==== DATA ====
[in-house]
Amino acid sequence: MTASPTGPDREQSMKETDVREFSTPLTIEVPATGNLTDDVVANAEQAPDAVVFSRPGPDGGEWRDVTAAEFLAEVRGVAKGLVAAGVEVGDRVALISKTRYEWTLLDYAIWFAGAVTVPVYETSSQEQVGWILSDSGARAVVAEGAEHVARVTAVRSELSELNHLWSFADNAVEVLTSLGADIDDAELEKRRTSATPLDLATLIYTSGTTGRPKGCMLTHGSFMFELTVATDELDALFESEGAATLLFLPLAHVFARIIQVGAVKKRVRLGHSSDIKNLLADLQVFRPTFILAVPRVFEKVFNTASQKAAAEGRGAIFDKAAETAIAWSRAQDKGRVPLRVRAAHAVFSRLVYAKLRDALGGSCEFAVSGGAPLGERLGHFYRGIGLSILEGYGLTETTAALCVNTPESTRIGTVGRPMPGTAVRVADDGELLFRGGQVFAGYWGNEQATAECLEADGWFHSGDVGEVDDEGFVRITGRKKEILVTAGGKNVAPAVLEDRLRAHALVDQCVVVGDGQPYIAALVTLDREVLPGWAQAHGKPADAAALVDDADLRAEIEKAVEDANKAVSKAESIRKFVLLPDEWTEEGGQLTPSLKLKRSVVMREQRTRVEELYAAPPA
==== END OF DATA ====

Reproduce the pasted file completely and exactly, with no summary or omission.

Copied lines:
[in-house]
Amino acid sequence: MTASPTGPDREQSMKETDVREFSTPLTIEVPATGNLTDDVVANAEQAPDAVVFSRPGPDGGEWRDVTAAEFLAEVRGVAKGLVAAGVEVGDRVALISKTRYEWTLLDYAIWFAGAVTVPVYETSSQEQVGWILSDSGARAVVAEGAEHVARVTAVRSELSELNHLWSFADNAVEVLTSLGADIDDAELEKRRTSATPLDLATLIYTSGTTGRPKGCMLTHGSFMFELTVATDELDALFESEGAATLLFLPLAHVFARIIQVGAVKKRVRLGHSSDIKNLLADLQVFRPTFILAVPRVFEKVFNTASQKAAAEGRGAIFDKAAETAIAWSRAQDKGRVPLRVRAAHAVFSRLVYAKLRDALGGSCEFAVSGGAPLGERLGHFYRGIGLSILEGYGLTETTAALCVNTPESTRIGTVGRPMPGTAVRVADDGELLFRGGQVFAGYWGNEQATAECLEADGWFHSGDVGEVDDEGFVRITGRKKEILVTAGGKNVAPAVLEDRLRAHALVDQCVVVGDGQPYIAALVTLDREVLPGWAQAHGKPADAAALVDDADLRAEIEKAVEDANKAVSKAESIRKFVLLPDEWTEEGGQLTPSLKLKRSVVMREQRTRVEELYAAPPA